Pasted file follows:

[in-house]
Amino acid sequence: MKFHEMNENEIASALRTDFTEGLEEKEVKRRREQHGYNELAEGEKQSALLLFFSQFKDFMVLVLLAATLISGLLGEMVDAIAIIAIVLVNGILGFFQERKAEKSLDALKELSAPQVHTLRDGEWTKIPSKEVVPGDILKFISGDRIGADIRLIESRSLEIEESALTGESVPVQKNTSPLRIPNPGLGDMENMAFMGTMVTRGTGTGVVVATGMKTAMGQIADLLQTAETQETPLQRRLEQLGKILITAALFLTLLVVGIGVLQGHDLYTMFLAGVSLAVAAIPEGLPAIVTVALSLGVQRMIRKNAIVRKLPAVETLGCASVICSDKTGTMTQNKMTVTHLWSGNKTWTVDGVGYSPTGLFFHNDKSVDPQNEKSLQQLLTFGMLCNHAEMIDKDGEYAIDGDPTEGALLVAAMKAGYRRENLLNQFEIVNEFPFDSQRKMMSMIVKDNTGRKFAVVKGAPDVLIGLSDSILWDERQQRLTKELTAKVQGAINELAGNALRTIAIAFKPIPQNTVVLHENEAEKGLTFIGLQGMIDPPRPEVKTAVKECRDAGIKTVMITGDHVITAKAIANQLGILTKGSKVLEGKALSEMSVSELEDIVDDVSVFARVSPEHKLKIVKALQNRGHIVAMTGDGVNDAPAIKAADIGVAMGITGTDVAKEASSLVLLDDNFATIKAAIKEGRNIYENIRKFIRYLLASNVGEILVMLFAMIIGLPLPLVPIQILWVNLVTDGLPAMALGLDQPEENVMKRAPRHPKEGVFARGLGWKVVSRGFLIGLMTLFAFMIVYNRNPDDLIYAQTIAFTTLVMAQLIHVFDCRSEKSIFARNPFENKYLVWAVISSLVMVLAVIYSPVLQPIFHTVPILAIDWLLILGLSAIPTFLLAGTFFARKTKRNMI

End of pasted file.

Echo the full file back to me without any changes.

[in-house]
Amino acid sequence: MKFHEMNENEIASALRTDFTEGLEEKEVKRRREQHGYNELAEGEKQSALLLFFSQFKDFMVLVLLAATLISGLLGEMVDAIAIIAIVLVNGILGFFQERKAEKSLDALKELSAPQVHTLRDGEWTKIPSKEVVPGDILKFISGDRIGADIRLIESRSLEIEESALTGESVPVQKNTSPLRIPNPGLGDMENMAFMGTMVTRGTGTGVVVATGMKTAMGQIADLLQTAETQETPLQRRLEQLGKILITAALFLTLLVVGIGVLQGHDLYTMFLAGVSLAVAAIPEGLPAIVTVALSLGVQRMIRKNAIVRKLPAVETLGCASVICSDKTGTMTQNKMTVTHLWSGNKTWTVDGVGYSPTGLFFHNDKSVDPQNEKSLQQLLTFGMLCNHAEMIDKDGEYAIDGDPTEGALLVAAMKAGYRRENLLNQFEIVNEFPFDSQRKMMSMIVKDNTGRKFAVVKGAPDVLIGLSDSILWDERQQRLTKELTAKVQGAINELAGNALRTIAIAFKPIPQNTVVLHENEAEKGLTFIGLQGMIDPPRPEVKTAVKECRDAGIKTVMITGDHVITAKAIANQLGILTKGSKVLEGKALSEMSVSELEDIVDDVSVFARVSPEHKLKIVKALQNRGHIVAMTGDGVNDAPAIKAADIGVAMGITGTDVAKEASSLVLLDDNFATIKAAIKEGRNIYENIRKFIRYLLASNVGEILVMLFAMIIGLPLPLVPIQILWVNLVTDGLPAMALGLDQPEENVMKRAPRHPKEGVFARGLGWKVVSRGFLIGLMTLFAFMIVYNRNPDDLIYAQTIAFTTLVMAQLIHVFDCRSEKSIFARNPFENKYLVWAVISSLVMVLAVIYSPVLQPIFHTVPILAIDWLLILGLSAIPTFLLAGTFFARKTKRNMI